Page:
Friday, February 17, 2012

Gladys Bentley: How A 1920's Entertainer Who Was a Lesbian Changed Her Life

 Gladys Bentley: How A 1920's Entertainer Who Was a Lesbian Changed Her Life

When I read about this, I was pretty surprised to hear of homosexuality being an open issue in the 1920's but really its been around since the bible days. It goes to show that the struggle with the lifestyle has always been around.

This woman was pretty bold with her lifestyle and it was a hit for her career. But she later decided that it was not good for her life and became born again. 

Read the story below:

Gladys Bentley was born on August 12, 1907 in Philadelphia, PA. She was the eldest of 4 children born to a Trinidad born mother, Mary Mote (Bentley) and an American born father, George L. Bentley.

 Bentley was a muscular and masculine girl; by the time she reached adolescence, she knew that her attraction to women made her irreconcilably different from many of the people around her. As a result, she suffered harsh treatment from family, classmates, teachers, and even doctors who claimed they could "cure" her. She left home when she was sixteen.

Bentley moved to Harlem, where she found an underground social culture that included gambling, drug use, drag shows, and other behavior deemed illicit by the broader culture. In this so-called "sporting life," Bentley found the freedom to be an openly lesbian woman without risk of ridicule or abuse. She was not afraid to flaunt her lesbianism by flirting with women in her audiences and talking openly about her sexual escapades.

Dressed in signature tux and top hat , Bentley openly and riotously flirted with women in the audience.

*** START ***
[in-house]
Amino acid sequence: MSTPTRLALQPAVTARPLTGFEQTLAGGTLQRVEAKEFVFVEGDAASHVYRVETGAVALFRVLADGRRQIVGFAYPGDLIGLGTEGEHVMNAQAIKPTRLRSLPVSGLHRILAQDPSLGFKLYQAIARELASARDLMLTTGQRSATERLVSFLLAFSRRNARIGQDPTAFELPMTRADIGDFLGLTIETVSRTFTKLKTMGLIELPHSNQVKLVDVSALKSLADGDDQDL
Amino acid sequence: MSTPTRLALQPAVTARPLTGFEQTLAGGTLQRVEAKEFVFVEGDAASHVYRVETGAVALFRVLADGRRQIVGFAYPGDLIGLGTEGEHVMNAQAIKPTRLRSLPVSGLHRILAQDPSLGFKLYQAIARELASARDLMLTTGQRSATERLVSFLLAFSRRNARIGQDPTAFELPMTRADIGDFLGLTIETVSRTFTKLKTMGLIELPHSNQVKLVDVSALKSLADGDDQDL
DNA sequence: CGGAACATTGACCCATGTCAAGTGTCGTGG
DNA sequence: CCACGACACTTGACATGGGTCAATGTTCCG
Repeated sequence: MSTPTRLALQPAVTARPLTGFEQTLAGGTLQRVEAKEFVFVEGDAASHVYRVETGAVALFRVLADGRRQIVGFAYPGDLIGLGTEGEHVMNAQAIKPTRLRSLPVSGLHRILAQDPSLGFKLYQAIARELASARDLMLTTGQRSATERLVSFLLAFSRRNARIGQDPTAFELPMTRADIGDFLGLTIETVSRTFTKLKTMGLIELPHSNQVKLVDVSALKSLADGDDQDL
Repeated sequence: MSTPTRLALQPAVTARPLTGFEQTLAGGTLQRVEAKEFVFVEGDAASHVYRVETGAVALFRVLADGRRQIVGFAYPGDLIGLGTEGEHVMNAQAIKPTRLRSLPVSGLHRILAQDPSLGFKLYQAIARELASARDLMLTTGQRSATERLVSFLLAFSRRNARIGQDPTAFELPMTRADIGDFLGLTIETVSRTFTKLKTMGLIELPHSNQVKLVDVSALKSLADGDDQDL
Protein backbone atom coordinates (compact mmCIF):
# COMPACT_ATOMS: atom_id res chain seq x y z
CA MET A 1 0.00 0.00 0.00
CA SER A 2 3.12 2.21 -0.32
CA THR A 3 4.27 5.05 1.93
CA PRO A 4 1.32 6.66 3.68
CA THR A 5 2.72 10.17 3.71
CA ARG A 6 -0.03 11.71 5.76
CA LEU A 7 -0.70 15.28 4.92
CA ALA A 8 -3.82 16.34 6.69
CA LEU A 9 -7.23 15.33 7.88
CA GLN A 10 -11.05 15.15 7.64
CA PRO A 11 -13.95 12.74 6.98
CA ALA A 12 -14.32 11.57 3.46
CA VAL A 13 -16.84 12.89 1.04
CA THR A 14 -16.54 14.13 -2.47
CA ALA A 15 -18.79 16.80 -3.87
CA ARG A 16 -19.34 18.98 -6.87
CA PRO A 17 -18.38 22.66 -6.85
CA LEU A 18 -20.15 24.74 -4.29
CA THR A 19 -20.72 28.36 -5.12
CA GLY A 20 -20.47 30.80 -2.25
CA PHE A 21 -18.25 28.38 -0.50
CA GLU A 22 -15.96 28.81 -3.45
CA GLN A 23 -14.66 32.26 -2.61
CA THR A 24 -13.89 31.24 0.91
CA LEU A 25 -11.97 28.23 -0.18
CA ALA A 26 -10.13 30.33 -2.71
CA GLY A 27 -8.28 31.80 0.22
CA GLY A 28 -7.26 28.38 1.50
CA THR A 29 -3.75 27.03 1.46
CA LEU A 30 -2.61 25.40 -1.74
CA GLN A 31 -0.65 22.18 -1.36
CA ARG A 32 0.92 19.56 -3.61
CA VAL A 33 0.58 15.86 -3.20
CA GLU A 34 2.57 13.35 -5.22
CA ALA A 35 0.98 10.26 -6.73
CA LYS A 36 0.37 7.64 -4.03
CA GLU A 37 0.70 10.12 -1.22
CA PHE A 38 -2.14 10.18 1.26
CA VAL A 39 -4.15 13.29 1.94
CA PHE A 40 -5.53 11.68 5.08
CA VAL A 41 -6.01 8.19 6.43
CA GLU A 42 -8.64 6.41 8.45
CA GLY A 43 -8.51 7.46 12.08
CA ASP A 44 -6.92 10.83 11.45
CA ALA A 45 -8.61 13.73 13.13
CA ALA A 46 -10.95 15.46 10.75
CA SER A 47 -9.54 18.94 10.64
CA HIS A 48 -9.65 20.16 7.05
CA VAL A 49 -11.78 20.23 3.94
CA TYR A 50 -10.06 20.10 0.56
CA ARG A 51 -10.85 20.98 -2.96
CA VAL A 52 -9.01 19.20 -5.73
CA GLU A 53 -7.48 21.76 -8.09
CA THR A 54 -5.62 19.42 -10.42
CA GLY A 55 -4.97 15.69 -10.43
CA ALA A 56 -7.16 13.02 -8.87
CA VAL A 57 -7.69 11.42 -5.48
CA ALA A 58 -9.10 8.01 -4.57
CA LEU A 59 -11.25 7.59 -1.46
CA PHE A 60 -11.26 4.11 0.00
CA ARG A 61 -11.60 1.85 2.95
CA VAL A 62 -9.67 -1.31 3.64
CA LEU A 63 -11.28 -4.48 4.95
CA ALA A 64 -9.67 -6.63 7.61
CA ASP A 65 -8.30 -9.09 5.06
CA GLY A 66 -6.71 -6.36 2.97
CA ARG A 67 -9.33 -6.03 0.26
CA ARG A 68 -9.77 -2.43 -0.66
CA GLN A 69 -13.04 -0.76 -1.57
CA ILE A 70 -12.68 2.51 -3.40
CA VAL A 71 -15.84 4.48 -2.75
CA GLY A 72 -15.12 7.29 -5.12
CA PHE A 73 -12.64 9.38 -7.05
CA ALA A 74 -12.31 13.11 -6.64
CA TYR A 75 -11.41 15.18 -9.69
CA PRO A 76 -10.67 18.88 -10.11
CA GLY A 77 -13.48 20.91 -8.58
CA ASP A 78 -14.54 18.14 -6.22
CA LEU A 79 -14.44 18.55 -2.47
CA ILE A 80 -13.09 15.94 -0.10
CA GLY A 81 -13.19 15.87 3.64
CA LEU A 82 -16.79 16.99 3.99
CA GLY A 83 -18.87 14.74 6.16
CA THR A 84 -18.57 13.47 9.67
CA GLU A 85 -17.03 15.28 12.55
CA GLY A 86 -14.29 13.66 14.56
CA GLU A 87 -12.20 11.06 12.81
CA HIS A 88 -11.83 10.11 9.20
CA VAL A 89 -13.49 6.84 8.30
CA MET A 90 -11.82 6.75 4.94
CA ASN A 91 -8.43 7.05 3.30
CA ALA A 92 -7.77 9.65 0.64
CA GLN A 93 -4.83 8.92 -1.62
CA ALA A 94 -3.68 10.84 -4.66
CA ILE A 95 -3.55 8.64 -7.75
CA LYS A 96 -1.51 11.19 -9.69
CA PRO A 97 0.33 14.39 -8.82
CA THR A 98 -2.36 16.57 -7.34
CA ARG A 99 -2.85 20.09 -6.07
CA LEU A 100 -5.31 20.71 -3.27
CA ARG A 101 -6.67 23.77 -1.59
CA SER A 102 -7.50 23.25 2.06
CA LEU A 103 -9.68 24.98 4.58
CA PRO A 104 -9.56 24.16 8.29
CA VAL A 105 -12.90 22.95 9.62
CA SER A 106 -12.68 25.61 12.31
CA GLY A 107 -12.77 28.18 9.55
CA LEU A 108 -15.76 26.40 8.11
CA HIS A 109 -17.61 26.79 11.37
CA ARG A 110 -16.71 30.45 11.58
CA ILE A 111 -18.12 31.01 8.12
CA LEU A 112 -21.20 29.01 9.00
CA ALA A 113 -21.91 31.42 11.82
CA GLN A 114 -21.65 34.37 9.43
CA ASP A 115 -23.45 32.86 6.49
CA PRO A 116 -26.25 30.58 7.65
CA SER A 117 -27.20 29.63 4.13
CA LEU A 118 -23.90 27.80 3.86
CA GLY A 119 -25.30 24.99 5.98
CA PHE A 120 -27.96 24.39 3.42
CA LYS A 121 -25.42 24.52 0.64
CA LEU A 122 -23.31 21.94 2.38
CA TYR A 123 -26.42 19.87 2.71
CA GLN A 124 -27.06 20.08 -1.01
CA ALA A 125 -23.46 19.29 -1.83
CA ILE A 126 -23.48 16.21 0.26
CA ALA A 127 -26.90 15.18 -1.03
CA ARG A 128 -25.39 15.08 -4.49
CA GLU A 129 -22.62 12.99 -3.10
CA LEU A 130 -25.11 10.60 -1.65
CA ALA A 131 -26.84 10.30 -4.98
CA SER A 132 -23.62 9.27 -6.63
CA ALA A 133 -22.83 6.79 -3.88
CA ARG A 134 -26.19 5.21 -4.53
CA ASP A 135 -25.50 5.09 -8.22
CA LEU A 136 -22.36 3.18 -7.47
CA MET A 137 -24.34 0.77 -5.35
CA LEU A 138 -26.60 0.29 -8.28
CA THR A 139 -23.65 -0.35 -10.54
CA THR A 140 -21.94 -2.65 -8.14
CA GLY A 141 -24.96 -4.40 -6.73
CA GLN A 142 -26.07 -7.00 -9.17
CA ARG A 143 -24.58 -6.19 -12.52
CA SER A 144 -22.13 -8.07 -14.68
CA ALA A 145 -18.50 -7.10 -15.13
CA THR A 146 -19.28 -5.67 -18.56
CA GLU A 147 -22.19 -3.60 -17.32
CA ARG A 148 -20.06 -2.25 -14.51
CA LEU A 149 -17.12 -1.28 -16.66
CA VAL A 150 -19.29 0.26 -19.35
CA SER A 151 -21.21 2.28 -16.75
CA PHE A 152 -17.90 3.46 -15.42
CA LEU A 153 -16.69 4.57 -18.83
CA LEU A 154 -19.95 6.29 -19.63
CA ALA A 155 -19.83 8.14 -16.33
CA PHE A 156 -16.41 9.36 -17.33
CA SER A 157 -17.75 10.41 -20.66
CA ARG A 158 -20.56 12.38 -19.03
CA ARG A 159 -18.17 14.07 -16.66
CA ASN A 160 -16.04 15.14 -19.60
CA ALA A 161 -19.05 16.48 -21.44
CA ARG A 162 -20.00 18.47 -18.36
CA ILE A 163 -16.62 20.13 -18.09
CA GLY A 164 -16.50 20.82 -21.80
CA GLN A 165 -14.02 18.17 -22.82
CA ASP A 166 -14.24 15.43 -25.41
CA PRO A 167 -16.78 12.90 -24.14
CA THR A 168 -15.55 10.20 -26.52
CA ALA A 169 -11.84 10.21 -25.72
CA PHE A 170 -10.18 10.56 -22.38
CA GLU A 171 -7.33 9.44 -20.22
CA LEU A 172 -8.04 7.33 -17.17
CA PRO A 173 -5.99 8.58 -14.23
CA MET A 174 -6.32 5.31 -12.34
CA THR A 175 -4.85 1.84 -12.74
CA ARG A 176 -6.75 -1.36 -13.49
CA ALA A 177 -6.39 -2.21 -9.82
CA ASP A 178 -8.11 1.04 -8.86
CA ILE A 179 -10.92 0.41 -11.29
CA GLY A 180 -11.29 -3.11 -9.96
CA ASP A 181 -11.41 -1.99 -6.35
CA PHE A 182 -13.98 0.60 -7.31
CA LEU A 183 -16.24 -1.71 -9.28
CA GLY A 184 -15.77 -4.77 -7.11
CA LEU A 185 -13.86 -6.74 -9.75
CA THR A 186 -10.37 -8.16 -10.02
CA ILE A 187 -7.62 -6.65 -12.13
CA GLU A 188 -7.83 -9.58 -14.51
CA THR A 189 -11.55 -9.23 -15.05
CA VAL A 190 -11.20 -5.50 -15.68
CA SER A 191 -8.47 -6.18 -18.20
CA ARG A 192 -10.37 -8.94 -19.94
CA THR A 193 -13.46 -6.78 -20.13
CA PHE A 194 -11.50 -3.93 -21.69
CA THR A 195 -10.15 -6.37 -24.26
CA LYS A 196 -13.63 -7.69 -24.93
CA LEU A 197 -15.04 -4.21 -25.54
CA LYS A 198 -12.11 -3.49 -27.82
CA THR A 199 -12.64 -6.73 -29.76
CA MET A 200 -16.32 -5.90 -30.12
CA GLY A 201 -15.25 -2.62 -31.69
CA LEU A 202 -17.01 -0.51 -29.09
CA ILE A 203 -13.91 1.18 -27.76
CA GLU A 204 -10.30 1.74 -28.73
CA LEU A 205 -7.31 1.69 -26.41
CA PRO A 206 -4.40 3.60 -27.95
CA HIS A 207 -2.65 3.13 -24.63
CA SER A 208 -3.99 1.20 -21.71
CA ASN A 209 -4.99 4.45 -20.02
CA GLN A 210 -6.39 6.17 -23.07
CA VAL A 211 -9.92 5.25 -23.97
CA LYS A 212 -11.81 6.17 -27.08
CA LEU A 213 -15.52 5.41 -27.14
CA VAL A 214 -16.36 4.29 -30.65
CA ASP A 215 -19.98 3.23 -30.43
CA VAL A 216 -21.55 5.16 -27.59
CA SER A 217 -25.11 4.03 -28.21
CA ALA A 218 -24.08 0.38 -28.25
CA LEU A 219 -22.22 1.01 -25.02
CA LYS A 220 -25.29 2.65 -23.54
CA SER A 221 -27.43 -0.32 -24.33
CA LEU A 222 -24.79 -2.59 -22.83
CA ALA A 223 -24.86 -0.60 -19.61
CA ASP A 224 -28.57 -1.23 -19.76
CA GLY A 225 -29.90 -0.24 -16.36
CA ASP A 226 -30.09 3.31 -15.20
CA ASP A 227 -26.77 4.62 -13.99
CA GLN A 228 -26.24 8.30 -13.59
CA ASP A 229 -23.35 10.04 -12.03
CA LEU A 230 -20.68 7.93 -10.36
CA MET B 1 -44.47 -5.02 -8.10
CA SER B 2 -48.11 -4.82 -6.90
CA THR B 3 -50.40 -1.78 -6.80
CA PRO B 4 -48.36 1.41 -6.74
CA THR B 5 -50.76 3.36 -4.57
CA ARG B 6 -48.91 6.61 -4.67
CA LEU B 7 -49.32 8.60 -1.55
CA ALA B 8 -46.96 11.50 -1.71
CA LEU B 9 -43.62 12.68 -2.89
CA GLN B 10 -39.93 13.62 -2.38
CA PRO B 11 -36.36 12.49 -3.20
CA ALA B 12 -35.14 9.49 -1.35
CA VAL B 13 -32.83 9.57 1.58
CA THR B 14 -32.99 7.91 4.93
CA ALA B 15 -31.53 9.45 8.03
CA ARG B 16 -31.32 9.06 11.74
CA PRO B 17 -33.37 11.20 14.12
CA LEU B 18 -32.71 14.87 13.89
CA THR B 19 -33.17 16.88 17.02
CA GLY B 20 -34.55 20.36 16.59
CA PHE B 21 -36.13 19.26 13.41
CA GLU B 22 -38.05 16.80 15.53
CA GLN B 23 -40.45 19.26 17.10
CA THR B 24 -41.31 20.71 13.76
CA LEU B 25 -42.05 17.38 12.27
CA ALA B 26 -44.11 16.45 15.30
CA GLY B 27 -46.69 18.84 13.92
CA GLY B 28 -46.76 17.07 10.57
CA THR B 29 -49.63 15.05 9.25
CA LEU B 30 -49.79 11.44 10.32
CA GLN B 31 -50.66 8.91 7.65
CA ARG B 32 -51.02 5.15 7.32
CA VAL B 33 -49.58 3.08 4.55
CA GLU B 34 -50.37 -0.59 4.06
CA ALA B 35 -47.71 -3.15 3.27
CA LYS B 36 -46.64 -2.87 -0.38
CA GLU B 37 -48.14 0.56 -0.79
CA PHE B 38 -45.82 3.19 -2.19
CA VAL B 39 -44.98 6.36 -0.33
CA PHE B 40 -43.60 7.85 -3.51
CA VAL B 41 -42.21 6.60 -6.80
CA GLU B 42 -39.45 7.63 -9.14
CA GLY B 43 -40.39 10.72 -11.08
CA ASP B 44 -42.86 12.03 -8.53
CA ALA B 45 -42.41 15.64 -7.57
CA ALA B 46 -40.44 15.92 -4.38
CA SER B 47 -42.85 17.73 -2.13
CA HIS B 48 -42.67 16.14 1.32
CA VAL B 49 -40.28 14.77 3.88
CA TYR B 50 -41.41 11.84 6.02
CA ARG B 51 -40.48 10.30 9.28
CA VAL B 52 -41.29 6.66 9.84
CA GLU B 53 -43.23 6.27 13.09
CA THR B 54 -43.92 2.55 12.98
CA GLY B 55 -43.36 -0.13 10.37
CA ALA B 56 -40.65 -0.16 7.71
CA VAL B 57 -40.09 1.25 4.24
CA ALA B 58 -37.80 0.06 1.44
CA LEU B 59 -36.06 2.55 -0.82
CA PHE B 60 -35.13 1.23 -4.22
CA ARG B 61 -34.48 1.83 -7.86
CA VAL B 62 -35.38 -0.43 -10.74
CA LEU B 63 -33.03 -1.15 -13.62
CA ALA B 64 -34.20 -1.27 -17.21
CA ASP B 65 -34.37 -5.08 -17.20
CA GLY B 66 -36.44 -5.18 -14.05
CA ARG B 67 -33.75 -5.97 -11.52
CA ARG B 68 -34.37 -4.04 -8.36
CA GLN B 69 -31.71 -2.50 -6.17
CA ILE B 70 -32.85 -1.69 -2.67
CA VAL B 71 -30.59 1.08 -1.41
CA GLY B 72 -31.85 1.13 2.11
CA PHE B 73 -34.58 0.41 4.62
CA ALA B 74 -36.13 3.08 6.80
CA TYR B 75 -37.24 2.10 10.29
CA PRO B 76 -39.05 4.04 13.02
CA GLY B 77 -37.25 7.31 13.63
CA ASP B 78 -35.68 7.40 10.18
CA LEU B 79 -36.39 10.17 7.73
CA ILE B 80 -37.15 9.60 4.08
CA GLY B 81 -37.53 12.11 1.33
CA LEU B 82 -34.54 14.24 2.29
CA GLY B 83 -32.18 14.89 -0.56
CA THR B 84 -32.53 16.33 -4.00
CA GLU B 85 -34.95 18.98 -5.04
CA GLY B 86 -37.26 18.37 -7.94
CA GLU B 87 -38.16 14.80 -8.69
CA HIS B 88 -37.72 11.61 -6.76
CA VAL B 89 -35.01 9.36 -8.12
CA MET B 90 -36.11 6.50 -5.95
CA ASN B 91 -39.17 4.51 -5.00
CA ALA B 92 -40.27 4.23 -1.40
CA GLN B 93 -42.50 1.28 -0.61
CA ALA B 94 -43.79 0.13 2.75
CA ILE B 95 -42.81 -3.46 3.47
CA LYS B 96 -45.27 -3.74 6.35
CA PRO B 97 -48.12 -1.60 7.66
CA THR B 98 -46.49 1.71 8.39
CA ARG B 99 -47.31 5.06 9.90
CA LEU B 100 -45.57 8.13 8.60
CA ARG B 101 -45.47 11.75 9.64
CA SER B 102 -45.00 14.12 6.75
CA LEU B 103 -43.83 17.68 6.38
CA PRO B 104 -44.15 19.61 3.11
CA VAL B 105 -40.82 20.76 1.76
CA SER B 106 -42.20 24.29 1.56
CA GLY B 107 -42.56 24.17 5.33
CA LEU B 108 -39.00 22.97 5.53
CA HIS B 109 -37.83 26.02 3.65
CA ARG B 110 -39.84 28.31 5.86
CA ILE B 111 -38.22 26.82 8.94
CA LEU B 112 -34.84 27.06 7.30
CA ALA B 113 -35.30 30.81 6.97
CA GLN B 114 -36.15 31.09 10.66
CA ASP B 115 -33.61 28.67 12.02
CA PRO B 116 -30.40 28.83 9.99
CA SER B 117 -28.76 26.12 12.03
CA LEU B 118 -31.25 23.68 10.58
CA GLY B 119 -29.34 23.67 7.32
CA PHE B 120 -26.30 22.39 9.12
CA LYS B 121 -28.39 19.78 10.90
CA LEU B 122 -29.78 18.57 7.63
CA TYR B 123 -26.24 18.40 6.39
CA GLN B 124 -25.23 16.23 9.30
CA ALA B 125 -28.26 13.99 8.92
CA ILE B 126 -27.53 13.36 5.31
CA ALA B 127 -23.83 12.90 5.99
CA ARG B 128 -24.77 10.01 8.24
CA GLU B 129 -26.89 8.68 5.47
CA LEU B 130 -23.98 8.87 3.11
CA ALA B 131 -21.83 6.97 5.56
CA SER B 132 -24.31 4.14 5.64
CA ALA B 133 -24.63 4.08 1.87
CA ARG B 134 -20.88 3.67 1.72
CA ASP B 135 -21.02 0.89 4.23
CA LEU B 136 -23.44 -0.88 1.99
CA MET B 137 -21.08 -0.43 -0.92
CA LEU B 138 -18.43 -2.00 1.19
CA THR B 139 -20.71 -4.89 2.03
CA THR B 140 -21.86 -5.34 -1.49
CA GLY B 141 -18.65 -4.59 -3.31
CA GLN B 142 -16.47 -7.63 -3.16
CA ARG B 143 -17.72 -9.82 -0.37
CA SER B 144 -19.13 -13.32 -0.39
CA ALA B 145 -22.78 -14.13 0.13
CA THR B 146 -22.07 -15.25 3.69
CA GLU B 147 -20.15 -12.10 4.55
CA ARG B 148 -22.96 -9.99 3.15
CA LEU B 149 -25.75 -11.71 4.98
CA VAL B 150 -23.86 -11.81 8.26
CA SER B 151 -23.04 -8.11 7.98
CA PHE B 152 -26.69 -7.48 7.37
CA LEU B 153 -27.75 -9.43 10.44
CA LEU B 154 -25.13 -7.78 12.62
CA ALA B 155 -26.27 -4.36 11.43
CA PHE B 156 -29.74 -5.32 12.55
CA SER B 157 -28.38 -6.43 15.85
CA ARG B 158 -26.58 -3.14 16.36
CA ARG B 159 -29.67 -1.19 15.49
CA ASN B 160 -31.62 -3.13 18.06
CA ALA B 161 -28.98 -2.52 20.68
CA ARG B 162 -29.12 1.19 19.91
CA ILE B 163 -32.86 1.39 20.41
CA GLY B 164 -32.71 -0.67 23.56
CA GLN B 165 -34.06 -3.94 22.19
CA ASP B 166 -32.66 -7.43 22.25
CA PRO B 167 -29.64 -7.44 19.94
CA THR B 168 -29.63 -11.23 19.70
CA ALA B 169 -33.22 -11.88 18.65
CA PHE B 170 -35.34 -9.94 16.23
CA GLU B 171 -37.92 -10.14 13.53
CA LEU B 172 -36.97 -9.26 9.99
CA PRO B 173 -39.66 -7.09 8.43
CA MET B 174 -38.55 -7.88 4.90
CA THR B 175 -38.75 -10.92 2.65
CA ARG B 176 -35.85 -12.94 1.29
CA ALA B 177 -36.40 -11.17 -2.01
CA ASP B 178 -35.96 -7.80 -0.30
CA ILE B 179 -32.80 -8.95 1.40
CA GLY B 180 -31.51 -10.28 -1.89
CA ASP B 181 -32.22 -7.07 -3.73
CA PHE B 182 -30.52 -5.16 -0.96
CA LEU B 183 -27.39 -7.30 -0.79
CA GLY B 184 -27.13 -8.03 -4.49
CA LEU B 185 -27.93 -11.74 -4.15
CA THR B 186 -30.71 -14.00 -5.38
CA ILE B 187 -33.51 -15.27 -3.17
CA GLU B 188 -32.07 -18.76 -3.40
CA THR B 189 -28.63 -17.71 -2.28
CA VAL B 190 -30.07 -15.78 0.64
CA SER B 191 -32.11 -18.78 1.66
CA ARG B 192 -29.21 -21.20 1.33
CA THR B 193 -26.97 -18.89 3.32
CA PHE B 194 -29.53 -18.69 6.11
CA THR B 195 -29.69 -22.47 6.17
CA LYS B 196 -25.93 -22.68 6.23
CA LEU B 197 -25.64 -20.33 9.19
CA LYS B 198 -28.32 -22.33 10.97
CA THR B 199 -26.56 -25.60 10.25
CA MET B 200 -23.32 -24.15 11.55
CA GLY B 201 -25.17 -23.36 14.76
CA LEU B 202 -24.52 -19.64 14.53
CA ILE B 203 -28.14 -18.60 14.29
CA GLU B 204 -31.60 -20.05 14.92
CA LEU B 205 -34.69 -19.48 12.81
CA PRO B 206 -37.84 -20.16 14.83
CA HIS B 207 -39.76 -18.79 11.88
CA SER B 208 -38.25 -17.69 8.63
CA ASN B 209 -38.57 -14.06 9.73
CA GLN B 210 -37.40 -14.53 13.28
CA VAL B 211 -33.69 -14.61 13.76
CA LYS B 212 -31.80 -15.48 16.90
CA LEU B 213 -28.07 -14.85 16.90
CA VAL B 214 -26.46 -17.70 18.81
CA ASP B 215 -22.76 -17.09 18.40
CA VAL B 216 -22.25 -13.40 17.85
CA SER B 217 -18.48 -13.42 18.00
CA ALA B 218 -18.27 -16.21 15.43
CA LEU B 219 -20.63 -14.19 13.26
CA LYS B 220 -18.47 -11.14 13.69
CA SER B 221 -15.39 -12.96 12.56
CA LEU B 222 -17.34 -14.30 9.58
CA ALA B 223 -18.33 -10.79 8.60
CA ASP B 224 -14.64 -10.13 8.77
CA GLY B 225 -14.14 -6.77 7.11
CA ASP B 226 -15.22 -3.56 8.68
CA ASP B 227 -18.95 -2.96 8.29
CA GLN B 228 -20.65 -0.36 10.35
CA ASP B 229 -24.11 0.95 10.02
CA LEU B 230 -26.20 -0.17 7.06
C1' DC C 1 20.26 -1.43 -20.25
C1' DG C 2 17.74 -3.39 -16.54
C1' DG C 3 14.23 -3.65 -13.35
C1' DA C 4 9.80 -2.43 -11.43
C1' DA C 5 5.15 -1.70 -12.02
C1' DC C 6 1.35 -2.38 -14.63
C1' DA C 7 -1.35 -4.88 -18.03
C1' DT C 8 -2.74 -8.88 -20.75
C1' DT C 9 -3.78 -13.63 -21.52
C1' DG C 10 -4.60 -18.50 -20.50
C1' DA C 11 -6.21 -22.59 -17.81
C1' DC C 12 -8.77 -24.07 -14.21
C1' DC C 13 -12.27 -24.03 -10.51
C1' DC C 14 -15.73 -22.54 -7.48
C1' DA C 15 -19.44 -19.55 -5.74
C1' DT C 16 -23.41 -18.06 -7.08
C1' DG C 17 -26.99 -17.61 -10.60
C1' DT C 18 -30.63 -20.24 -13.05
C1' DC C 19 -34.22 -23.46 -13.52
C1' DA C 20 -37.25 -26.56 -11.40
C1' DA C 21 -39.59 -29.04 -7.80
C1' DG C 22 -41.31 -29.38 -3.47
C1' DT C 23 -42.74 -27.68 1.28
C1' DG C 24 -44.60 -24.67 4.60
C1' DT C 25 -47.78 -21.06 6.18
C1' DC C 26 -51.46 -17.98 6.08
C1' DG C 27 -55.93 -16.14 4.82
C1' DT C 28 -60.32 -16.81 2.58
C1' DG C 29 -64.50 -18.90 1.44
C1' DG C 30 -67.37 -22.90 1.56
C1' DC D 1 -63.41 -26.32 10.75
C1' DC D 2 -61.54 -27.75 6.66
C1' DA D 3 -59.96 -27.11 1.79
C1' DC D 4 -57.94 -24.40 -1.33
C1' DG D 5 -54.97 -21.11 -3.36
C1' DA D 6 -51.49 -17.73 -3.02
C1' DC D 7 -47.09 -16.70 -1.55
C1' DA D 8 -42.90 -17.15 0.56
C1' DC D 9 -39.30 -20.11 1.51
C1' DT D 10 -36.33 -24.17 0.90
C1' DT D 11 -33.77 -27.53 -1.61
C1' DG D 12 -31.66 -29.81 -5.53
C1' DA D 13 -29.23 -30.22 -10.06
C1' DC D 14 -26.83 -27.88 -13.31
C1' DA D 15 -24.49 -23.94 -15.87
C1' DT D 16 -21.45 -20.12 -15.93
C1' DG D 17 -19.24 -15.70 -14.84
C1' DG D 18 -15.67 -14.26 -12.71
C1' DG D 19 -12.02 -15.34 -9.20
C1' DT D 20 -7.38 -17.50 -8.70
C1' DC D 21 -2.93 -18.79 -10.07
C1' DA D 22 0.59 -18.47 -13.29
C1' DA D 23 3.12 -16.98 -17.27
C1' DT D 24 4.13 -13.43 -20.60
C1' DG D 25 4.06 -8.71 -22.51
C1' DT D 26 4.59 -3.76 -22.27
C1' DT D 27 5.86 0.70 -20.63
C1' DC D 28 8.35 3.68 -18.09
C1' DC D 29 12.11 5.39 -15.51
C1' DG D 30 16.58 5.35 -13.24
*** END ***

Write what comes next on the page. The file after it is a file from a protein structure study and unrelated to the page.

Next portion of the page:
Although on her recordings she did not dare have lesbian lyrics, she certainly played up this image in the clubs and in public. 

In 1950, Bentley wrote an article for Ebony entitled "I am Woman Again" in which she repudiated her former life, claiming to have "lived in a personal hell" of unhappiness and loneliness. She also claimed to have cured her lesbianism via female hormone treatments and was finally at peace after a "hell as terrible as dope addiction". 

She claimed to have married a newspaper columnist named J. T. Gibson (a man who soon after publicly denied that the two had ever wed). In 1952 she married a man named Charles Roberts. He was a cook and 16 years younger than Bentley, who lied on the marriage certificate, stating her age as 36 rather than 45. The two eventually divorced. 

Bentley did manage to still perform, usually at the Rose Room in Hollywood. She recorded a single on the Flame label and appeared twice on Groucho Marx's' television show. At this stage, Bentley became an active and truly devoted member of The Temple of Love in Christ, Inc. She was about to become an ordained minister in the church when she died of a flu epidemic in 1960 at the age of 52.

I truly believe that Ms. Bentley could have been a great support for other males and females who struggled in the lifestyle. By just seeing her change and be devoted to her church and the influence she already had on a community that loved her talent, she could have possibly been one of the greatest influences for change.


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